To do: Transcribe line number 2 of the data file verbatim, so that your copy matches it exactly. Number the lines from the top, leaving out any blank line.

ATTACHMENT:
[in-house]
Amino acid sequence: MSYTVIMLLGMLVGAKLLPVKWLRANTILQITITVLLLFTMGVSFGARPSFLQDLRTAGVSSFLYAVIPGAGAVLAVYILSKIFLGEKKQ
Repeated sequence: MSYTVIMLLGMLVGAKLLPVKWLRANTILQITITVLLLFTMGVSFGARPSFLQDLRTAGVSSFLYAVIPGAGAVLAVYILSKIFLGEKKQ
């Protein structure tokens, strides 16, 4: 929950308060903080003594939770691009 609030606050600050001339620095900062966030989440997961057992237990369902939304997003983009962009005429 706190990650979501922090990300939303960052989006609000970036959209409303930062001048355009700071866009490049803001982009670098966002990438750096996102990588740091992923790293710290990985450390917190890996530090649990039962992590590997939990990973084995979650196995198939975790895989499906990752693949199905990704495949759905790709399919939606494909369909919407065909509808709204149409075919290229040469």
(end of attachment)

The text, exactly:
Amino acid sequence: MSYTVIMLLGMLVGAKLLPVKWLRANTILQITITVLLLFTMGVSFGARPSFLQDLRTAGVSSFLYAVIPGAGAVLAVYILSKIFLGEKKQ